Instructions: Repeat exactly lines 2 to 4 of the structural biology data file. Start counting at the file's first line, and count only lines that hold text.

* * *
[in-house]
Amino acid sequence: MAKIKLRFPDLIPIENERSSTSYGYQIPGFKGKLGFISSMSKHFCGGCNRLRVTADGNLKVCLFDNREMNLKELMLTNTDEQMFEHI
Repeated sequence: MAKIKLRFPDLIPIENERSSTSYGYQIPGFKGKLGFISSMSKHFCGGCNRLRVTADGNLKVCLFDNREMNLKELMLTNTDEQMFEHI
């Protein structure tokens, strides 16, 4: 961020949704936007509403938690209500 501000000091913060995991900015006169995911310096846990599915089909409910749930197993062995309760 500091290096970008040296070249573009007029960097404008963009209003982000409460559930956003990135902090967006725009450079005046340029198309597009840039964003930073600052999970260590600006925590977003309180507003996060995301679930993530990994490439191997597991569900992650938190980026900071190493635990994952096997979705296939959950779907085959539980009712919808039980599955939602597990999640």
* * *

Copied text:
Amino acid sequence: MAKIKLRFPDLIPIENERSSTSYGYQIPGFKGKLGFISSMSKHFCGGCNRLRVTADGNLKVCLFDNREMNLKELMLTNTDEQMFEHI
Repeated sequence: MAKIKLRFPDLIPIENERSSTSYGYQIPGFKGKLGFISSMSKHFCGGCNRLRVTADGNLKVCLFDNREMNLKELMLTNTDEQMFEHI
């Protein structure tokens, strides 16, 4: 961020949704936007509403938690209500 501000000091913060995991900015006169995911310096846990599915089909409910749930197993062995309760 500091290096970008040296070249573009007029960097404008963009209003982000409460559930956003990135902090967006725009450079005046340029198309597009840039964003930073600052999970260590600006925590977003309180507003996060995301679930993530990994490439191997597991569900992650938190980026900071190493635990994952096997979705296939959950779907085959539980009712919808039980599955939602597990999640």